Autoridades de los países del Caribe Oriental se reunieron para debatir sobre la promoción del turismo en la región
OECS tourism ministers explore ways of increasing region’s competitiveness
How to remain competitive in the global tourism industry was the context of discussions during the second meeting of the Organisation of Eastern Caribbean States (OECS) Council of Ministers of Tourism held in Grenada on Thursday.
Tourism ministers from member states, representatives from the Eastern Caribbean Central Bank, the Caribbean Tourism Organization, and the hotel and tourism industry, gathered to evaluate ways of revitalizing the region’s tourism Industry – paying specific attention to opportunities for collaboration.
This year’s theme, “OECS Economic Union: Pushing the Tourism Envelope,” implores the delegates to explore, among other issues, the ease of travel within the region; the World Bank Tourism Competitiveness Project; and opportunities for collaboration between the OECS and Martinique, as well as Cuba.
Some of the issues, indicates Grenada’s minister for tourism and civil aviation, Yolande Bain-Horsford, though dated, are still very much relevant. The minister, speaking at the meeting’s opening ceremony, stressed the need for members to adopt a common approach to tourism development, and find new ways of doing old things.
“We need to put new wine in old and new wine skins. I say old wine skins cause in reaching for what is new, we must not forget ourselves, who we are, and what really makes us unique as a Caribbean people,” she said.
“In this case, we do not expect that these skins will tear but instead better preserve and culture the new adoption so that they too will reflect the true Caribbean spirit – our warmth, our flamboyance, our creativity, our optimism, and passion of life. These must all be part of the envelope that we offer to the rest of the world.”
The change in travel patterns of contemporary travelers, as well as the emergence of new tourism powerhouse destinations, such as Gambia, and the opening up of Cuba were all issues stressed in the opening ceremony. These, among others, were reasons for increased cooperation and reassessments of the ways we market and develop our tourism products, said Dr Didadus Jules, director general of the OECS Commission.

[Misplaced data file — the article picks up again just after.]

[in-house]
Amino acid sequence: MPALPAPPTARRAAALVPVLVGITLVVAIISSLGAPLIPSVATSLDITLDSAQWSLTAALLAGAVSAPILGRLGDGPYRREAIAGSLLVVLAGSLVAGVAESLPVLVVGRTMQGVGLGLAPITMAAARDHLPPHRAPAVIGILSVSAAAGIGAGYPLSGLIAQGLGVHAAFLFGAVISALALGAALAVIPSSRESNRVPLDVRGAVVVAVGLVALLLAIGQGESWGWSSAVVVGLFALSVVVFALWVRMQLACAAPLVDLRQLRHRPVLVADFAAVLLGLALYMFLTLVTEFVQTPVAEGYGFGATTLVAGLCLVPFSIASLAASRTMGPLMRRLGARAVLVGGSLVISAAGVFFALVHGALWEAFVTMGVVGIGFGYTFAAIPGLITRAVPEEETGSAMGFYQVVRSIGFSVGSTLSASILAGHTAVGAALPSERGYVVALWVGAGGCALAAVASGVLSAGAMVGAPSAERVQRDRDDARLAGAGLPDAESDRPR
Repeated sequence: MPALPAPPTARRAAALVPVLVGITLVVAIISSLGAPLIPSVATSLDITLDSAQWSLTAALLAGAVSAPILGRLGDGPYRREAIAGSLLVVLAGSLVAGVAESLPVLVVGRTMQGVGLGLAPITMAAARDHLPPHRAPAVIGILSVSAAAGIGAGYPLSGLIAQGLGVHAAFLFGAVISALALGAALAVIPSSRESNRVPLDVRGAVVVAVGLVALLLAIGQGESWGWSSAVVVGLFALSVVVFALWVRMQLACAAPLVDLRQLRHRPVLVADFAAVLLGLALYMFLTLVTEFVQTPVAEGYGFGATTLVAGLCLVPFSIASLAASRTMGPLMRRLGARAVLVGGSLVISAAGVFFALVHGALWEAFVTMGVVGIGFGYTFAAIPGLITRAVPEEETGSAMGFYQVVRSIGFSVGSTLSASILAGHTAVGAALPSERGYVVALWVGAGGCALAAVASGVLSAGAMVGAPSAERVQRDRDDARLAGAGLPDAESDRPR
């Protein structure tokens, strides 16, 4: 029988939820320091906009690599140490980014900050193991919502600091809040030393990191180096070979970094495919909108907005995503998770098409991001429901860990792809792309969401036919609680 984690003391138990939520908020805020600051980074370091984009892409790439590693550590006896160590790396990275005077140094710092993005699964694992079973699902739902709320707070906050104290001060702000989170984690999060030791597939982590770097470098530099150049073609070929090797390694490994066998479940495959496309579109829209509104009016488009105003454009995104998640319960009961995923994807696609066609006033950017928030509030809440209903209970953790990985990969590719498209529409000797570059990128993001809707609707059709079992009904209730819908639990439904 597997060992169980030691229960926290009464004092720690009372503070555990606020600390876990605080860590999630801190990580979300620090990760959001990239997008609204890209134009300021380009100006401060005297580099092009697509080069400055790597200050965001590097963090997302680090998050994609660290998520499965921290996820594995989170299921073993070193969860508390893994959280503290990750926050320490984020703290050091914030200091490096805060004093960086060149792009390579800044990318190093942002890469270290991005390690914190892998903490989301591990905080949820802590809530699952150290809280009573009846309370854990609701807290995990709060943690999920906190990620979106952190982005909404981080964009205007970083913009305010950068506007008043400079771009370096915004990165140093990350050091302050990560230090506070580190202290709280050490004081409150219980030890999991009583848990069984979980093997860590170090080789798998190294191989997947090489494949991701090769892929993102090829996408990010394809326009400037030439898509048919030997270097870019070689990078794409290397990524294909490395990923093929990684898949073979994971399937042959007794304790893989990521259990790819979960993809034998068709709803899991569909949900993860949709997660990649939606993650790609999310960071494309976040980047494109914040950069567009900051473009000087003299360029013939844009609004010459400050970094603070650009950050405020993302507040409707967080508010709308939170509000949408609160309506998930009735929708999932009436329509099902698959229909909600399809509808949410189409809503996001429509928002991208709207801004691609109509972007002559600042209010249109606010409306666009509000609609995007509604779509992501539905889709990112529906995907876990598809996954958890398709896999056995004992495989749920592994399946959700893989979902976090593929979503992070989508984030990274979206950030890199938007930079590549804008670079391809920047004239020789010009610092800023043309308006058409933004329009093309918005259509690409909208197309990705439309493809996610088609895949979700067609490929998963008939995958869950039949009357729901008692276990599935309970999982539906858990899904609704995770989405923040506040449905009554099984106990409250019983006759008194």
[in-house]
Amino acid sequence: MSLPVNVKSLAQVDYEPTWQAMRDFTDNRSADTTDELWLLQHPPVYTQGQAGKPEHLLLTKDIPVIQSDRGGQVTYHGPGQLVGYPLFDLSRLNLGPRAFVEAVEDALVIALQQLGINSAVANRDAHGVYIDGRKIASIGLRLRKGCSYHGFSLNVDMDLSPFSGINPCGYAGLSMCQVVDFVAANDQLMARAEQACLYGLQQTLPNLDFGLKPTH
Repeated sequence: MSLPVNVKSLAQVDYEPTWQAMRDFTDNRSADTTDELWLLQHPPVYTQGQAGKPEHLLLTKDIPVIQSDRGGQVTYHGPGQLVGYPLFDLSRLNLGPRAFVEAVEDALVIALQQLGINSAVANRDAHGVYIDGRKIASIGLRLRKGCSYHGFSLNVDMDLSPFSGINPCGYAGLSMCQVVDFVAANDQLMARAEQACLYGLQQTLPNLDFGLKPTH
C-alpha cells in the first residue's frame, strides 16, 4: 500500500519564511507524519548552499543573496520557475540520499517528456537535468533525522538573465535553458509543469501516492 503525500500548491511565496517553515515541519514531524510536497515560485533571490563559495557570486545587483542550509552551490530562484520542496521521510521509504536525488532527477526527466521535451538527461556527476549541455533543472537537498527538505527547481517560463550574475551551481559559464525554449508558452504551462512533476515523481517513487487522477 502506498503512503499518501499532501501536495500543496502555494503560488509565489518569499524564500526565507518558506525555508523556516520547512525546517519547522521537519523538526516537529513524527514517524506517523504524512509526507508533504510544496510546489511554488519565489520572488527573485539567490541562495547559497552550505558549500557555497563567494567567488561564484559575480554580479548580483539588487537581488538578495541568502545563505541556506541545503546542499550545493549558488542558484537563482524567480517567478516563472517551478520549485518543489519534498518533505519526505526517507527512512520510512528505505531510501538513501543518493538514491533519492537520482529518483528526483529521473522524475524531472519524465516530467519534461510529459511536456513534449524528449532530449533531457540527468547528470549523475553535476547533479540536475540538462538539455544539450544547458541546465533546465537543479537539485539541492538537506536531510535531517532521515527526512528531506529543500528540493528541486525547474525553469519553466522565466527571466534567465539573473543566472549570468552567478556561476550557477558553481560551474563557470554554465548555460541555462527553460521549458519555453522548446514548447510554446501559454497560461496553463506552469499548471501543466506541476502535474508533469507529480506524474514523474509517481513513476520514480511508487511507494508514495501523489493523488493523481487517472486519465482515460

“We can ill afford not to devise innovative strategies to increase our share of the international tourism pie, which by all accounts is diminishing due primarily to stiffening competition by new and emerging destinations,” he said.
According to the director general, some of the fastest growing destinations today are countries that were not associated with leisure travel just 20 years ago – Dubai being a noteworthy example.
The regional response to such developments, said Jules, should be the “reviewing, juxtaposing, and reconfiguring” of the products we offer for export.
“Tourism isn’t just about bringing visitors to our island, but more about getting those visitors to spend much needed foreign exchange in our islands to improve our living standards, he said.
The OECS Council of Ministers of Tourism is one of five new organs outlined by the Revised Treaty of Basseterre establishing the OECS Economic Union